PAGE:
Speaking of music and songs, I like to harken back to the late 60s and early 70s. Growing up, I was fascinated by Bollywood movies, who wasn’t back then? They were the only forms of entertainment during those days, and in my grandfather I found one of the biggest fans of Bollywood movies. Every movie he watched, I was with him. I cannot remember some of my earliest movies but I have vague recollections of songs from those movies, for example, “Hum Kale hain to kya huwa dilwale hain..” (I don’t care I am dark-skinned, I have a generous heart) from the movie “Balak”, and “Yeh nargise mastana! basa itni batade tu..” (Hey beautiful! just tell me…) from the blockbuster “Aarju”. Rajendra Kumar, the hero of Aarju was famous and I wanted my mom to part my hair just like Rajendra Kumar’s. I must have been five or six years old. I could sing the songs from these movies and I quickly became the entertainer in my family. There wasn’t a time when I wasn’t humming some tunes from the latest flick. Then in 1969 “Aaradhana” was released, the movie gave rise to the phenomenon “Rajesh Khanna”, who became the first ever Bollywood superstar. He was a romantic hero and sang “Mere sapnoki rani kab aayegi tu..” (The queen of my dreams when will you come to me..”, which instantly became the number one song of the year and declared the supremacy of Kishore Kumar in Hindi music scene. While Kishore had been singing Hindi songs for several years, he played second fiddle to Mohammed Rafi who was hugely popular. 1969 was the beginning of the rise of Kishore Kumar and the declining popularity of Rafi. I was immediately struck by Kishore’s style of singing, his guttural voice and easy manners. I became his fan and to this day, I remain his most loyal fan.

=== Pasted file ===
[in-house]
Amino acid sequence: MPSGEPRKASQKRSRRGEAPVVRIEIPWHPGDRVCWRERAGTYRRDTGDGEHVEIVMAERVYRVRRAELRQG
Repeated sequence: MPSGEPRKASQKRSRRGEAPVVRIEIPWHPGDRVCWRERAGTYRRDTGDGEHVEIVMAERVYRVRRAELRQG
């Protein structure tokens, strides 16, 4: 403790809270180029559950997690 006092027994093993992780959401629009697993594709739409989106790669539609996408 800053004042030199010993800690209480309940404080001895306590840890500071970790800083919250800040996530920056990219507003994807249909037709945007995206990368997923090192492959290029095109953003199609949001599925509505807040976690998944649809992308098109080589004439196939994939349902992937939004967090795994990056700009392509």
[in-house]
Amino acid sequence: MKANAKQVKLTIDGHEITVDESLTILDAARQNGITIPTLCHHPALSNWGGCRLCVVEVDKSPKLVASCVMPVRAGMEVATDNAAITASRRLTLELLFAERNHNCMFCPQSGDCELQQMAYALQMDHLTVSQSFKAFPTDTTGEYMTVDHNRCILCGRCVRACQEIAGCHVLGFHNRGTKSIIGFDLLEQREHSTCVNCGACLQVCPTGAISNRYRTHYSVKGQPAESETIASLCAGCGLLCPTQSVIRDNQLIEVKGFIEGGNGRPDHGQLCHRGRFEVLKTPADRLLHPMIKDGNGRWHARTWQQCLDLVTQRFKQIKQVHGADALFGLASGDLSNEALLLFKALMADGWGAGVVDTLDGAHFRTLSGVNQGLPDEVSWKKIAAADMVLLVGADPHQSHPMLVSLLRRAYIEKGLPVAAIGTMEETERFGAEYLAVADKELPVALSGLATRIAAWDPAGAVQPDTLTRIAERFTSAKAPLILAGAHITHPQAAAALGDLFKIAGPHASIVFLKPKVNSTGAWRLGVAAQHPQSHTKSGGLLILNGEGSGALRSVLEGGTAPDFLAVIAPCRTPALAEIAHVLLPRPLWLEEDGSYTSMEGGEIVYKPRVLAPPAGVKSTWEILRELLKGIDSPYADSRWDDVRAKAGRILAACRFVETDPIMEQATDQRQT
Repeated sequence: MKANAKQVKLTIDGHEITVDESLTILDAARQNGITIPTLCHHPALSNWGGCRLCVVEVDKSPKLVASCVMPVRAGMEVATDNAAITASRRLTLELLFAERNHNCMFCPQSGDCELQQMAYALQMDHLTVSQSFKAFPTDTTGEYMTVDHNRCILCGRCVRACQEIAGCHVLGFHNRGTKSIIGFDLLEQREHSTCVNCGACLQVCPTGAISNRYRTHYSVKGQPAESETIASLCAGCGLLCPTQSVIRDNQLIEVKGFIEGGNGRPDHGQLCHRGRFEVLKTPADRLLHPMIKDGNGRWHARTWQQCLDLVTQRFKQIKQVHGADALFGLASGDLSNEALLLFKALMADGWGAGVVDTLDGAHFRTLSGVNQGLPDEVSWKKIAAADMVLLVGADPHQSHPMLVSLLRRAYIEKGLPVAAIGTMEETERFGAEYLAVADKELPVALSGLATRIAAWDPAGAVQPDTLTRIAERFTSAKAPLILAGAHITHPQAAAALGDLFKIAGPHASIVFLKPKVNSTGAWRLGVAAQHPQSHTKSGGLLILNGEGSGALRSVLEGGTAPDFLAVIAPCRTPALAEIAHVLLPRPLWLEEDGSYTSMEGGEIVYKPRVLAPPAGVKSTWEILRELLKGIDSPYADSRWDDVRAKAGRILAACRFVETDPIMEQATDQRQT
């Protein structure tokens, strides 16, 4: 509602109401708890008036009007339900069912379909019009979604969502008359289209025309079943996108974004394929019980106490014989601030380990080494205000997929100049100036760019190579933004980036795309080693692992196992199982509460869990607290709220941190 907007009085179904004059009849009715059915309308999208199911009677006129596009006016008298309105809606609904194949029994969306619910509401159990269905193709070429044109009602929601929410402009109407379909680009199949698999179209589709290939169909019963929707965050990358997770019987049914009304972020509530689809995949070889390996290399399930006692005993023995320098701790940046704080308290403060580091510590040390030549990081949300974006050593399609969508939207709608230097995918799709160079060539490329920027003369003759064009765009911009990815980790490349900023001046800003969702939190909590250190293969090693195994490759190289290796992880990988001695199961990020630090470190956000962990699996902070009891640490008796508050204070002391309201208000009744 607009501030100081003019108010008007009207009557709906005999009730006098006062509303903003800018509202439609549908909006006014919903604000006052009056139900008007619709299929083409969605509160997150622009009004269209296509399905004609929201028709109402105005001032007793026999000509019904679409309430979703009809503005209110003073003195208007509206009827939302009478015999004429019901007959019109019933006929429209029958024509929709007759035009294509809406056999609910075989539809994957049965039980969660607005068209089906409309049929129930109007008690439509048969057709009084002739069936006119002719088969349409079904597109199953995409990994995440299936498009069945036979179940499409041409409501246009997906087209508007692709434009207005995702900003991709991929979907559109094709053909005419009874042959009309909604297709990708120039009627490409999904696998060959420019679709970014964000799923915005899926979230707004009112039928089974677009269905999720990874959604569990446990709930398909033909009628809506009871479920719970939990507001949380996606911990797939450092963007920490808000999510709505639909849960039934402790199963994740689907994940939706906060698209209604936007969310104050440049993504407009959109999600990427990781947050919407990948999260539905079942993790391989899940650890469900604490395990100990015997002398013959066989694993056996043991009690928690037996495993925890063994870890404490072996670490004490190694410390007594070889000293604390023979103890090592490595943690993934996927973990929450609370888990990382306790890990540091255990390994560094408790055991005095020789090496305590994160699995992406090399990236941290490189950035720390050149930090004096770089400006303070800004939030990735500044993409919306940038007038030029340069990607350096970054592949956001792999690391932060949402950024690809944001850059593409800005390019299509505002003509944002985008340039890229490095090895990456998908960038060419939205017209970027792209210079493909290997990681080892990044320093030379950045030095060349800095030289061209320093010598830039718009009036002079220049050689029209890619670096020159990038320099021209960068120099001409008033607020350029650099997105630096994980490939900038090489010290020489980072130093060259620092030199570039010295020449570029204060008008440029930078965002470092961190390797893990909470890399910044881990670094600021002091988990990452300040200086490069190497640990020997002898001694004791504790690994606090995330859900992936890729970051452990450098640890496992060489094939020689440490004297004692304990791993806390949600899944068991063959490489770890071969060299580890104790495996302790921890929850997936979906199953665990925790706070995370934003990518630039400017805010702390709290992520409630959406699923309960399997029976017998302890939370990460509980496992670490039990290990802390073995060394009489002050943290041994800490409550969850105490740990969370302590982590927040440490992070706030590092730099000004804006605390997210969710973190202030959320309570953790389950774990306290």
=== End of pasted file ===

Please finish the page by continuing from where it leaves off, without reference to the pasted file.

So I started singing “Mere sapno ki rani..” and other Kishore songs. I could sing it well and my talent was quickly recognized at home, in the neighborhood, and at school. I was an eight year old kid, I did not have any inhibitions when it came to singing. If somebody asked me to sing, I would start right away. I don’t know how the school principal found out that I could sing, so when I was in Grade 5 I was asked to sing during school functions. I must have sang well for I was now a fixture at the school’s cultural events. I did not know how to play instruments, something that I would regret later, but I could memorize full verses and then render the songs in a typical Kishore style. Singing led to watching movies, and movies to songs. Some of the most memorable times during that period was the day Crown Prince Dipendra was born. My neighbor Purna Dai took me from home, brought me with him to the ward office (municipal office), which was just next doors from ours, handed me the loudspeaker, have me sit in one of the chairs in the office and instructed me to sing whatever I could and for as long as I could. It was more like the people in my neighborhood wanted to express our happiness on that joyous occasion. I don’t remember how long I sang, but it sure felt like a long day, I must have been their singing non-stop for two-three hours. It was up to me to sing whatever I desired, and that meant singing the ones I knew very well, but also those which I knew only a short verse or so. I sure felt that my neighbors had recognized my talent. Perhaps I was chosen not because I was just a small kid, but I sure had the energy, enthusiasm, the voice and the patience that was demanded of me. Anyway, my rendering of Kishore Kumar’s romantic songs made me a local hero of sorts. From that day onward, everybody in my neighborhood knew me (I was Krishna Baje’s Nati – or my grandfather Krishna’s grandson). One of my friends continues to tease me with the song “Mere sapno ki rani…” whenever we meet.